When I was a young boy growing up, making friends was a fairly straightforward process. I would come home after school, have my lunch, watch some cartoons, do my homework, then run downstairs for a game of football. Befriending someone was simply a question of asking the next kid if he wanted to play. Back then, the only time technology was used to galvanise the act of friendship was when my friends and I exchanged home phone numbers.
That was 2 decades ago. Today, via Facebook, Singaporean toddlers, kids, tweens and teens no longer have to leave the comforts of home to make new friends or connect with old ones. The burgeoning social network service has attracted many – from politicians to entrepreneurs to religious leaders – all eager to capitalize on its uncanny ability to reach out to the masses. At the time of writing, Facebook has a staggering total of 600 million active users. Even parents are getting in on the act, finding it an easy, painless way to narrow the generation gap between them and their children.
I cannot agree that Facebook is intrinsically evil, and that we should discard it in an effort to be better Muslims. I don’t suppose there are any fatwas which ban the use of Facebook, and rightly so. A Facebook account is ultimately a tool, and how one uses the tool ultimately leads one to vice or virtue. In plain and simple terms, you can use your Facebook account to backbite and slander, but you can also use it to spread the message of peace, brighten a person’s day or inform someone about an upcoming talk at the mosque.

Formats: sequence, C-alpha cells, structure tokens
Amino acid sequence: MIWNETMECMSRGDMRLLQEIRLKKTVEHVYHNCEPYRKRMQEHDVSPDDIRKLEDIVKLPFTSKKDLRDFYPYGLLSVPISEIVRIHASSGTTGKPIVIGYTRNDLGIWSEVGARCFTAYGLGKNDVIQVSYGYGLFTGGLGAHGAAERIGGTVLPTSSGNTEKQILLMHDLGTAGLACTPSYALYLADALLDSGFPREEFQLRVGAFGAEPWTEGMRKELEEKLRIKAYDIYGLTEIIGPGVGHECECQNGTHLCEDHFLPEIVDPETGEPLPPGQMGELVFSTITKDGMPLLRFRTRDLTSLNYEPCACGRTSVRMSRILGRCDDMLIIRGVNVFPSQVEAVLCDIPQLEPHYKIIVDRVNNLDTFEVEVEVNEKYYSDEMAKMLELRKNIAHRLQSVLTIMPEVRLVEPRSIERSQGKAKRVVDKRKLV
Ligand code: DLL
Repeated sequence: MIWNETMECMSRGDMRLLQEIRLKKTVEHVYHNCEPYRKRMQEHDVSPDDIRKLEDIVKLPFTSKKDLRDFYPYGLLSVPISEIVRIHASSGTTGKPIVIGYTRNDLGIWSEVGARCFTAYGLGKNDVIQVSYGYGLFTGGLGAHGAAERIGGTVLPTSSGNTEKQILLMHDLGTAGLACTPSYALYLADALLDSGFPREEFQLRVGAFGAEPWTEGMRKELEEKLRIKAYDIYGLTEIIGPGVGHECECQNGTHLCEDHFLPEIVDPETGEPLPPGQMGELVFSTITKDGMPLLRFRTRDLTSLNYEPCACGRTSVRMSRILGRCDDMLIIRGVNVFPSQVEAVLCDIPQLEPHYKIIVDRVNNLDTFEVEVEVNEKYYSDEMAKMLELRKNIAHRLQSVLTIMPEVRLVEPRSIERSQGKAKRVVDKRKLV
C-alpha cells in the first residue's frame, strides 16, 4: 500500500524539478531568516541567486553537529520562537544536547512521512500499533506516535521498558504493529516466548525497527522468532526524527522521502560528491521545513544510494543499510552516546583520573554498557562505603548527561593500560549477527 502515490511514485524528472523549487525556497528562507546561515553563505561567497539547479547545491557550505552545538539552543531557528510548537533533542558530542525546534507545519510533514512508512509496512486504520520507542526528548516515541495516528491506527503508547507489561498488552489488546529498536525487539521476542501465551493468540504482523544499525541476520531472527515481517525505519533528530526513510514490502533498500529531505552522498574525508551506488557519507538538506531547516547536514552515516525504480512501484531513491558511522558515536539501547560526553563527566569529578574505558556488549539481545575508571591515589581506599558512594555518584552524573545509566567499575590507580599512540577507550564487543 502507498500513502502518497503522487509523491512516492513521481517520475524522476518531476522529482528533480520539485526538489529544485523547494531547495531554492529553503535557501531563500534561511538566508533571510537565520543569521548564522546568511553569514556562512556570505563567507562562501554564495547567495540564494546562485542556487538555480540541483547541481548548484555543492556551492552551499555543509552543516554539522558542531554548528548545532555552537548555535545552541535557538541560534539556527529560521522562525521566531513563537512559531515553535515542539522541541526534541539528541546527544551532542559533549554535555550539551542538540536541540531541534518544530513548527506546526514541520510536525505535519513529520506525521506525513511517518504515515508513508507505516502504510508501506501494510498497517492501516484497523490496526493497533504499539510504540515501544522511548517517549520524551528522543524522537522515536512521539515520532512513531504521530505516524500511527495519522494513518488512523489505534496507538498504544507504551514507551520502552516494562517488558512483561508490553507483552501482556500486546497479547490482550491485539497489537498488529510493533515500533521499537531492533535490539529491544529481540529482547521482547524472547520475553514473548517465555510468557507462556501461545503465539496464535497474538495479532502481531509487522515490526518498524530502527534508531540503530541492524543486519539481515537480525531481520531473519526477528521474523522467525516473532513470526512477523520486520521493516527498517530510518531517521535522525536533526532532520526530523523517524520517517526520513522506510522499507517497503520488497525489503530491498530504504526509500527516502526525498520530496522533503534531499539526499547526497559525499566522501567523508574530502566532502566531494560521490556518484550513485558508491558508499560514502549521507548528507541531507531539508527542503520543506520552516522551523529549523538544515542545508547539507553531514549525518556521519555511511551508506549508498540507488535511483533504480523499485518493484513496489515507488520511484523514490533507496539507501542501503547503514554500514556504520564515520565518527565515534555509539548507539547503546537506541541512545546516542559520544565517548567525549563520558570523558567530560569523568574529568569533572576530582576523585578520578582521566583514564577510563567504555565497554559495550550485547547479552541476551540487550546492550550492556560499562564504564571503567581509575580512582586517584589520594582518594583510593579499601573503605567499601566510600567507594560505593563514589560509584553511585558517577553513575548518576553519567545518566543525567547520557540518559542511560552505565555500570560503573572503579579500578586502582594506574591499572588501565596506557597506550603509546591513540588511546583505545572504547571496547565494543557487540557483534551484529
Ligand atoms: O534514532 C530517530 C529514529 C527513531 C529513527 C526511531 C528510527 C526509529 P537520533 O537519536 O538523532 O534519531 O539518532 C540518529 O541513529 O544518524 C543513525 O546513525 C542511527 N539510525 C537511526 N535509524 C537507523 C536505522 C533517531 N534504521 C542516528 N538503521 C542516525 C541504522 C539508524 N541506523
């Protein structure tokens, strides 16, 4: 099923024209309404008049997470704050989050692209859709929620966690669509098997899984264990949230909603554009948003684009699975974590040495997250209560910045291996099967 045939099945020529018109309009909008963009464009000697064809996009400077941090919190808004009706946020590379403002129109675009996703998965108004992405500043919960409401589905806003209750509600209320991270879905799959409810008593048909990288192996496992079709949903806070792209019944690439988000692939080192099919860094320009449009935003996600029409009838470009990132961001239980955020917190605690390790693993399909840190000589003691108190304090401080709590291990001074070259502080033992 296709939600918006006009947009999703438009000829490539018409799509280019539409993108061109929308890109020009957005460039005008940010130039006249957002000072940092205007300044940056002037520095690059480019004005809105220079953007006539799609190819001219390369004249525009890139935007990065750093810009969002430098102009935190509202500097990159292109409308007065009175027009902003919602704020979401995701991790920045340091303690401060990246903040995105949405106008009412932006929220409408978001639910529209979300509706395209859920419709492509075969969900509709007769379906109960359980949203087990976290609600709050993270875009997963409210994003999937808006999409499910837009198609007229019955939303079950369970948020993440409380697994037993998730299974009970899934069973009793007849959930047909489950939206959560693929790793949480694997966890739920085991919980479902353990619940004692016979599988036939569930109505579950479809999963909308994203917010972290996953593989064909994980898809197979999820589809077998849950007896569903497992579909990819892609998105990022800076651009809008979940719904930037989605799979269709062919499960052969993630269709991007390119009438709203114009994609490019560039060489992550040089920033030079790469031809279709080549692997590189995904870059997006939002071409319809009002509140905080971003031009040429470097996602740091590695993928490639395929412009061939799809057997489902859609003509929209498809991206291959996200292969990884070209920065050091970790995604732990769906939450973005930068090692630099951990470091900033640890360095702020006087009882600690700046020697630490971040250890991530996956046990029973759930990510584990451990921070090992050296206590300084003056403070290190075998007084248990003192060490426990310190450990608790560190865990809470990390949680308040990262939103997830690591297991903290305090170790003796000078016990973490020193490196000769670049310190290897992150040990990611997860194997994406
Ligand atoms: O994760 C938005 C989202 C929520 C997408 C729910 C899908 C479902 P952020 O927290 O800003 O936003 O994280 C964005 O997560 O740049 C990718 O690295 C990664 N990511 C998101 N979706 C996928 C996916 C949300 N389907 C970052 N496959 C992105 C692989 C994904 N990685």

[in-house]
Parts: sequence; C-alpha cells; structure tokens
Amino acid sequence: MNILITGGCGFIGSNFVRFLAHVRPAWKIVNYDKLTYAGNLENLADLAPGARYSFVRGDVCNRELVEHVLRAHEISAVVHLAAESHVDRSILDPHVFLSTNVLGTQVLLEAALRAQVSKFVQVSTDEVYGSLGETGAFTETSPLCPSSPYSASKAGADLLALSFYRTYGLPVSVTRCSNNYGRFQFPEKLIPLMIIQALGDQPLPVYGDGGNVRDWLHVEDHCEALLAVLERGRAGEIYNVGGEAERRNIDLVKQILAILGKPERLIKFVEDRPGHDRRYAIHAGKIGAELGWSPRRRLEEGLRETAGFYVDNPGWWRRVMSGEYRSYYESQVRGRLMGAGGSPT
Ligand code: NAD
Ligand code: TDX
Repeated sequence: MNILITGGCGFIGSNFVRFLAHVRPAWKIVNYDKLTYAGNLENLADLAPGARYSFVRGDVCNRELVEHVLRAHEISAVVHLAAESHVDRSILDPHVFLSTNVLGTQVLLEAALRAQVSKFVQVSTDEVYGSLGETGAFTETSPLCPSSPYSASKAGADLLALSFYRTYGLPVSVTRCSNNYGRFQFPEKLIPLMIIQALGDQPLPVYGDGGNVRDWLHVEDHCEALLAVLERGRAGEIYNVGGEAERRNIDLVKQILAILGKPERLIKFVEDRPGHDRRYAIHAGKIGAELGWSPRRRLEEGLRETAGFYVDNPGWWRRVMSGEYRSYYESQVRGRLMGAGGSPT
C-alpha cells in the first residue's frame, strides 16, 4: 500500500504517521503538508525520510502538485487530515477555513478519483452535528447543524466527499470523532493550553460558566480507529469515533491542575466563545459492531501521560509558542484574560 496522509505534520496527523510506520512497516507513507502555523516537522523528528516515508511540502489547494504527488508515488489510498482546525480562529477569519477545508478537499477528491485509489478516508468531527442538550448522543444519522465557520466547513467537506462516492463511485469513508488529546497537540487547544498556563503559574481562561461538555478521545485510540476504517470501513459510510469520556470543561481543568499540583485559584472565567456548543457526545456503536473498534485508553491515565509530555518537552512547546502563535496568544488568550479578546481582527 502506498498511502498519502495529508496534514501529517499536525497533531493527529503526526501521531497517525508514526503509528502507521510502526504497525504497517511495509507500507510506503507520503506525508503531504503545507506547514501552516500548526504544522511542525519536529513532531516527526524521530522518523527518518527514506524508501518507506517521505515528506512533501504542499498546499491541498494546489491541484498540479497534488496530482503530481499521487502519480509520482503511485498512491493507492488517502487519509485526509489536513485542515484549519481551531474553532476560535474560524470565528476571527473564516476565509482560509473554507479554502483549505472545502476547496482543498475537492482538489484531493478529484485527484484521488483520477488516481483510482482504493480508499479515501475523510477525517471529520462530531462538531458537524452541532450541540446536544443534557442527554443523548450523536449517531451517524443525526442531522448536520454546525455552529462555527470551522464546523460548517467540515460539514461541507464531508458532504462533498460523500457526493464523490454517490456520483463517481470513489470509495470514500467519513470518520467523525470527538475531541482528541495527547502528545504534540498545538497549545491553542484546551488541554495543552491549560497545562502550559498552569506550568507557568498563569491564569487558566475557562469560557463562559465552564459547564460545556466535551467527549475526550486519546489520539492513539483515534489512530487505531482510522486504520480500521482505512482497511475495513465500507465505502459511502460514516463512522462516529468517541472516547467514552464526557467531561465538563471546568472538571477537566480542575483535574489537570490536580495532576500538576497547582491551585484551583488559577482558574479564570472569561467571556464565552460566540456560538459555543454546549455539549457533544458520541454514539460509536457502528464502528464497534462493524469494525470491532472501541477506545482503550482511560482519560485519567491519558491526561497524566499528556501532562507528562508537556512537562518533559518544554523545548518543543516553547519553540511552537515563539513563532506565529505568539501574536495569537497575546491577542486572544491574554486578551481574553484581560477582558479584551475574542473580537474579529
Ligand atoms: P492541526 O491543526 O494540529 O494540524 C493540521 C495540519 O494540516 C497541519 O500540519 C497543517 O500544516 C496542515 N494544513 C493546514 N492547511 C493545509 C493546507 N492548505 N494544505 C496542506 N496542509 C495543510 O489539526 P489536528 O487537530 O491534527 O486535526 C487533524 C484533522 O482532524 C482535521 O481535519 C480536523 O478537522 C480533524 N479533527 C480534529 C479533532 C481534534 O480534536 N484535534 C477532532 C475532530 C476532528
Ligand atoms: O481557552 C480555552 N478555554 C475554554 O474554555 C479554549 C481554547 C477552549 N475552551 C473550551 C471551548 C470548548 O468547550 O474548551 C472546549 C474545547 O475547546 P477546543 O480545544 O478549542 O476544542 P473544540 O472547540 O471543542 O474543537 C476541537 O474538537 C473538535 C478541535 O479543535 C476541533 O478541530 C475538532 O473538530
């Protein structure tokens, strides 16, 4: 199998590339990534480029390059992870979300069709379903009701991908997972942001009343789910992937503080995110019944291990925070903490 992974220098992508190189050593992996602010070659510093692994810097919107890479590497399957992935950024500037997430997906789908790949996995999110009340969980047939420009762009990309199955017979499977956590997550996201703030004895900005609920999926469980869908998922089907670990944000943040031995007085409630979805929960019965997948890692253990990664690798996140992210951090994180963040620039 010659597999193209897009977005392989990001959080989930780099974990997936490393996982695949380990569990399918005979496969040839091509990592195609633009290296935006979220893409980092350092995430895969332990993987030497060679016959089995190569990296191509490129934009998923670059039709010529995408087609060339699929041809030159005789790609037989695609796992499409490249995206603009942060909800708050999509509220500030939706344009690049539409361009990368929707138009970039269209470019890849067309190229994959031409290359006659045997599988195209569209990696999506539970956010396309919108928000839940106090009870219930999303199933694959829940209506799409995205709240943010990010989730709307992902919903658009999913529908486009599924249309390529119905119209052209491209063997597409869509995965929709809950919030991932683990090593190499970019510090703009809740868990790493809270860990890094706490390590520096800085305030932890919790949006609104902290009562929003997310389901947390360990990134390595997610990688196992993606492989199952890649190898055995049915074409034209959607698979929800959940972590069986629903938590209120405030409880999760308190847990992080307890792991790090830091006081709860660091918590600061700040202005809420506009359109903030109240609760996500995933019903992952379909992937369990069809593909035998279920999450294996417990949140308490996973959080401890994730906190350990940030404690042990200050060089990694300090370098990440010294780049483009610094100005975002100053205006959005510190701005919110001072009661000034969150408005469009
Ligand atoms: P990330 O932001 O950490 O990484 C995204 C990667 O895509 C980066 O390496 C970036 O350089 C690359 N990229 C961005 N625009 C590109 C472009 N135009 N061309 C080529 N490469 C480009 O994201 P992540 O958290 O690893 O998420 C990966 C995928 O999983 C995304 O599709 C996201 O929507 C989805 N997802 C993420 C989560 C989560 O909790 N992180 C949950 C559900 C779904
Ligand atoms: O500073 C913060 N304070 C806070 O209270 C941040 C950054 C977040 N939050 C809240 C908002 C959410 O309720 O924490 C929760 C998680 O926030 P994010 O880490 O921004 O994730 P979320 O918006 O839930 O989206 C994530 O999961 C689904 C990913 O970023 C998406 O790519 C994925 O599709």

To the undergraduate studying overseas, the mother concerned with her child’s social life or the Muslimah wanting to find better friends who’ll help steer her onto the path of righteousness, no amount of superlatives can adequately describe the phenomenon that is Facebook. It is without doubt, a force to be reckoned with.
Nevertheless, its usage, like anything else, must be done in moderation. It cannot be seen as a complete substitute for the traditional practices of the social aspect of Islam, such as the visiting of pious elders, or the face-to-face greeting of fellow Muslims, or the prevention of mungkar through actions and words. I also feel it should not be used as a platform for serious debate, because admittedly, some points get lost in translation, given its typographic nature. This would require a certain level of restrain on the part of the user. Perhaps Imam Nawawi’s advice is necessary here where he says:
“It is obligatory for every sane adult to guard his tongue against talking, except when it contains a clear benefit. If talking and remaining silent are of equal benefit, it is sunnah to abstain, for permissible talking might lead to something undesirable or forbidden, as in fact is very often the case, and nothing matches safety.”
If there is one clear benefit to using Facebook, it’s the ease with which we can now greet one another. In this regard, Islam has professed the use of the Islamic greeting when encountering another Muslim because it unifies the hearts and strengthens bonds between Muslims. The Prophet (peace and blessings be upon him) said,
“Shall I not tell you something which, if you do it, you will love one another? Spread the greeting of salam amongst yourselves.”
Equipped with the proper Islamic worldview, surely one can latch onto the benefits of Facebook, without succumbing to its accompanying pitfalls. After all, deleting our account just seems downright impossible, doesn’t it?
Written by: Shahnawaz Abdul Hamid